Nothing engenders vitriol and scorn quite like success. By this point, everybody has pretty much decided whether they like FIVE FINGER DEATH PUNCH or not. One of the virtues of having such a recognizable sound is that there isn't much scope for sitting on the fence here: whether you regard the Las Vegas arena regulars as one of modern metal's ultimate good-time bands, or a seemingly indestructible throwback to the knuckleheaded horrors of early '00s "wrestling metal", it's difficult to listen to any of 5FDP's music to date without picking a side. And, as you might expect, "F8" is no different. But what the band's detractors continue to ignore is that this juggernaut is not stopping any time soon, and after a few years of interpersonal turmoil and vocalist Ivan Moody's very public fall and rise, the spotlight shining on album number eight is brighter than ever.
Of course, if you think FIVE FINGER DEATH PUNCH suck then "F8" is best avoided. There are cosmetic changes here and there — it's certainly their heaviest album to date and feels more consciously metal than any previous efforts, most notably in terms of guitar tone and ensemble muscle. But as you start involuntarily punching the air during opener "Inside Out", it's the sheer DEATH PUNCH-ness of the whole thing that seals the deal. After 15 years of fairly relentless hard slog, they know exactly what they are and why they keep connecting with people. Overanalyzing these big, bold and often endearingly yobbish heavy metal sing-alongs is a waste of time: ultimately, the melodies are infectious, the choruses are uniformly enormous, the riffs are simple but lethally effective and Moody, clearly back on supreme form throughout, sells even his most unsubtle and clunky lyrics with sheer force of personality. It doesn't all hit the target. "A Little Bit Off" tries too hard to be an edgy pop song and should have never made the cut. But when they click into radio-friendly beast mode, with straightforwardly slamming grooves propelling those giant hooks along, FIVE FINGER DEATH PUNCH still sound exactly like the kind of cocky bastards that should be filling stadiums.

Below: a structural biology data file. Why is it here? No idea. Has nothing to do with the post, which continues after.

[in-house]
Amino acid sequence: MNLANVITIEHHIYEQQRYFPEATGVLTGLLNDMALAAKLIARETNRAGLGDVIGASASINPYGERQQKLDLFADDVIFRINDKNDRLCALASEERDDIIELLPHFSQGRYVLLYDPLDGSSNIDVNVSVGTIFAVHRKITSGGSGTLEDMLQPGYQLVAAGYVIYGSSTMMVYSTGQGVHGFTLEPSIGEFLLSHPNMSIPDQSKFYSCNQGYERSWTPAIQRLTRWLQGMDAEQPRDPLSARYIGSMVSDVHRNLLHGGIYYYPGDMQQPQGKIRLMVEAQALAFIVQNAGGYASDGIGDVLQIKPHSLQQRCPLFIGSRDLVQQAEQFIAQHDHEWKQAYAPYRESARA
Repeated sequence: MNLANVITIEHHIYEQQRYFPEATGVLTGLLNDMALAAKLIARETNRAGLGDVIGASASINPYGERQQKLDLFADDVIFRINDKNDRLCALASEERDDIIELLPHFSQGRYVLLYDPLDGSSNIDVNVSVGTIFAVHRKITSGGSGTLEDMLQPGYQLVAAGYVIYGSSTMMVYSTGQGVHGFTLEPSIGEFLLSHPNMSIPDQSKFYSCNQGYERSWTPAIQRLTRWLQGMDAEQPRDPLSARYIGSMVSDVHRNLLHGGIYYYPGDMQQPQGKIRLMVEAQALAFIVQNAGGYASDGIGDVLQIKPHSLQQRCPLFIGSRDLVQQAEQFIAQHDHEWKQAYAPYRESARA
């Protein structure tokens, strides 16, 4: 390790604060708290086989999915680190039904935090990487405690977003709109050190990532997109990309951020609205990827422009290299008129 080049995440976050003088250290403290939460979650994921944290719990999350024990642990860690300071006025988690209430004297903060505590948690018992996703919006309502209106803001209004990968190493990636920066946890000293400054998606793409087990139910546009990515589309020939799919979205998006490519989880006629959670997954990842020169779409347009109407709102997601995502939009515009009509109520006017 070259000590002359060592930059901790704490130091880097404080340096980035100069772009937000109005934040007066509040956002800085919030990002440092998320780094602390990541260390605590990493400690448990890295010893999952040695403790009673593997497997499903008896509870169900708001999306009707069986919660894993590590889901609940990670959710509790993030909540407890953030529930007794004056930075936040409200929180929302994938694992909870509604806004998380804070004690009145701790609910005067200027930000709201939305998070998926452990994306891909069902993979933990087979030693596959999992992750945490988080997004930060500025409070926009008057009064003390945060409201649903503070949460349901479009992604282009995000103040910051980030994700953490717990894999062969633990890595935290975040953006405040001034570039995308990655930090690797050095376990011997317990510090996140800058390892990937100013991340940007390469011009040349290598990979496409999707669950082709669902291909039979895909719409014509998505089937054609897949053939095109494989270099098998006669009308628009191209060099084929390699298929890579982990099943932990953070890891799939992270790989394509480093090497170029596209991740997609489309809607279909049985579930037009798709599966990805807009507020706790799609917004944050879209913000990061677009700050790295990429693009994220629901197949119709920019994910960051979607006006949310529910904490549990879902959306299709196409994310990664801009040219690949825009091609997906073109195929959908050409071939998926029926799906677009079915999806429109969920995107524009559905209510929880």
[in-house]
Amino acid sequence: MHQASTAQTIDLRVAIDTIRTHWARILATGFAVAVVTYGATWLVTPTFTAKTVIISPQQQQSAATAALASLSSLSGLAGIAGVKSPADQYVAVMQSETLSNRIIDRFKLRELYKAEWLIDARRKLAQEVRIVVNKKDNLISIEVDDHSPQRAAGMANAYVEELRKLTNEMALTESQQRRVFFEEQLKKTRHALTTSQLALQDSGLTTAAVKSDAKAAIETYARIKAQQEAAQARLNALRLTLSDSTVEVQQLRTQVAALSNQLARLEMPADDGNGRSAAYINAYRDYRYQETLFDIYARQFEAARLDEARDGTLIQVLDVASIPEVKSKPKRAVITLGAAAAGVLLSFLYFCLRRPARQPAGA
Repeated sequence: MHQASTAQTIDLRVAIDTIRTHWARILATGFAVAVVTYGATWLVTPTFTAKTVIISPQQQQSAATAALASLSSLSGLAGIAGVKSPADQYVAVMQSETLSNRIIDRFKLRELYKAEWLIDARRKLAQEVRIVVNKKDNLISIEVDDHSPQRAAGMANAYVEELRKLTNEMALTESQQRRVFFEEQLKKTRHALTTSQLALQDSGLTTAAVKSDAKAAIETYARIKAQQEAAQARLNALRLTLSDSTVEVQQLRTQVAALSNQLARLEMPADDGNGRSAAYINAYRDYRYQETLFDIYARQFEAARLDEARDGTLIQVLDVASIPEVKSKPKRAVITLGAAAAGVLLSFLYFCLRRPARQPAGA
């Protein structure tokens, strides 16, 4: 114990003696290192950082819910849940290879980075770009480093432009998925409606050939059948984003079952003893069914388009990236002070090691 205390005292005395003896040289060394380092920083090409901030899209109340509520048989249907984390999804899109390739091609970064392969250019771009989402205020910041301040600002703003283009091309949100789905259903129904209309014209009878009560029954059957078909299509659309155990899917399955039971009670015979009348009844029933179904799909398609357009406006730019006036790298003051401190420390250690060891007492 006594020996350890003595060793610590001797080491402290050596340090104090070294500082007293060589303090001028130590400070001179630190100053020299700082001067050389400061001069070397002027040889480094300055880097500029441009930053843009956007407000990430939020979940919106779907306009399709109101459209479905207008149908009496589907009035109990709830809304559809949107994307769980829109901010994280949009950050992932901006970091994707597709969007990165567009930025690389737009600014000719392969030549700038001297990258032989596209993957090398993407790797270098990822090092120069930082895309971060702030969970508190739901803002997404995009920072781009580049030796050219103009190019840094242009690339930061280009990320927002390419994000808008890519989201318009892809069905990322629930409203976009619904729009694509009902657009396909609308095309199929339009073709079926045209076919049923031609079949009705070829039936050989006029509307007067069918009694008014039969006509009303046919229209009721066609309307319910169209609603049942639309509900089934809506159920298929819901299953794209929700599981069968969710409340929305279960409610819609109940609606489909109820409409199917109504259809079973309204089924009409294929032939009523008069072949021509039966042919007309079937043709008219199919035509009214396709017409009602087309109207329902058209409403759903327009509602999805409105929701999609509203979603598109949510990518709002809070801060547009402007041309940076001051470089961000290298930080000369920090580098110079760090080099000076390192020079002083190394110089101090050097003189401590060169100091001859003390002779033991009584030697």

"Bottom Of The Top" is half BIOHAZARD stomp, half campfire reverie, with Moody switching from insouciant croon to scabrous roar with complete ease; "Mother May I (Tic Toc)" is a snarling, lurching, riff-driven diatribe with some gloriously woozy vocal harmonies; gnarly thrasher "This Is War" sounds exactly like you would expect a FIVE FINGER DEATH PUNCH song called "This Is War" to sound like, replete with generous helpings of vein-popping profanity. In contrast, "Darkness Settles In" and "Brighter Side Of Grey" are the obligatory showcases for Moody's genuinely world-class voice and angst-ridden charisma: the former is a sure-fire moment for every smartphone in the house to light up and twinkle, while the latter is simply one of the prettiest songs 5FDP have released to date.
It's not entirely clear why anyone needs to cram 15 songs onto a metal album at this point in commercial music's development, but thanks to the snappiness of their enduring blueprint, FIVE FINGER DEATH PUNCH never let any one idea outstay its welcome. For most of its duration, "F8" is another polished but powerful master class in how to write heavy metal songs that the whole world can sing. Whether you actually want to join in or not is up to you, but only a maniac would bet against another wildly successful DEATH PUNCH campaign. It was broke, they fixed it and here it goes again. Blam.